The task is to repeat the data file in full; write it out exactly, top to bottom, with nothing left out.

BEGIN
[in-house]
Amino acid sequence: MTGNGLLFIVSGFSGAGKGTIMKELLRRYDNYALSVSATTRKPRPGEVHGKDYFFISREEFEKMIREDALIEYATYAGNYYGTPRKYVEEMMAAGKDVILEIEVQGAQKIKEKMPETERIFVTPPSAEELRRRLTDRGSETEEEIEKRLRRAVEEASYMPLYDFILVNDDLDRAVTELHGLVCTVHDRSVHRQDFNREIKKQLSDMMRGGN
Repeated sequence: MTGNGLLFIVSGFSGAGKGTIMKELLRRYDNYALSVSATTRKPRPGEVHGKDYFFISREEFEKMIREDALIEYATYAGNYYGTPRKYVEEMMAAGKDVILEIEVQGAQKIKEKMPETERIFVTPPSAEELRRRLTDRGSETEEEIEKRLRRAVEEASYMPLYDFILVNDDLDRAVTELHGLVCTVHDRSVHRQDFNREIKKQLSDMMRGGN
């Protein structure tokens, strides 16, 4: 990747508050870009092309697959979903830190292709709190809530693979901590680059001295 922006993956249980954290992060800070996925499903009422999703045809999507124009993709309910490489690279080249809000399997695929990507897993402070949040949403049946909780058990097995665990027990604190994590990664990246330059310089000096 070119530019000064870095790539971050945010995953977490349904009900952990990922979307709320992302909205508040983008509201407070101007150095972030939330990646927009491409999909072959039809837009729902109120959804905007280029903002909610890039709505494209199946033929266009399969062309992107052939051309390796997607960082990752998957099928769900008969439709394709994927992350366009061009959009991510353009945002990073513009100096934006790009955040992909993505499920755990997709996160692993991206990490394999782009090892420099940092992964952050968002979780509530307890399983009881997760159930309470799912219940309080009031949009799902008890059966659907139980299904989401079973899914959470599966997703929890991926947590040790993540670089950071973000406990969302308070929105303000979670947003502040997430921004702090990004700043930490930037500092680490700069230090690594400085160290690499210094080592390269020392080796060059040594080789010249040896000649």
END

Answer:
[in-house]
Amino acid sequence: MTGNGLLFIVSGFSGAGKGTIMKELLRRYDNYALSVSATTRKPRPGEVHGKDYFFISREEFEKMIREDALIEYATYAGNYYGTPRKYVEEMMAAGKDVILEIEVQGAQKIKEKMPETERIFVTPPSAEELRRRLTDRGSETEEEIEKRLRRAVEEASYMPLYDFILVNDDLDRAVTELHGLVCTVHDRSVHRQDFNREIKKQLSDMMRGGN
Repeated sequence: MTGNGLLFIVSGFSGAGKGTIMKELLRRYDNYALSVSATTRKPRPGEVHGKDYFFISREEFEKMIREDALIEYATYAGNYYGTPRKYVEEMMAAGKDVILEIEVQGAQKIKEKMPETERIFVTPPSAEELRRRLTDRGSETEEEIEKRLRRAVEEASYMPLYDFILVNDDLDRAVTELHGLVCTVHDRSVHRQDFNREIKKQLSDMMRGGN
């Protein structure tokens, strides 16, 4: 990747508050870009092309697959979903830190292709709190809530693979901590680059001295 922006993956249980954290992060800070996925499903009422999703045809999507124009993709309910490489690279080249809000399997695929990507897993402070949040949403049946909780058990097995665990027990604190994590990664990246330059310089000096 070119530019000064870095790539971050945010995953977490349904009900952990990922979307709320992302909205508040983008509201407070101007150095972030939330990646927009491409999909072959039809837009729902109120959804905007280029903002909610890039709505494209199946033929266009399969062309992107052939051309390796997607960082990752998957099928769900008969439709394709994927992350366009061009959009991510353009945002990073513009100096934006790009955040992909993505499920755990997709996160692993991206990490394999782009090892420099940092992964952050968002979780509530307890399983009881997760159930309470799912219940309080009031949009799902008890059966659907139980299904989401079973899914959470599966997703929890991926947590040790993540670089950071973000406990969302308070929105303000979670947003502040997430921004702090990004700043930490930037500092680490700069230090690594400085160290690499210094080592390269020392080796060059040594080789010249040896000649």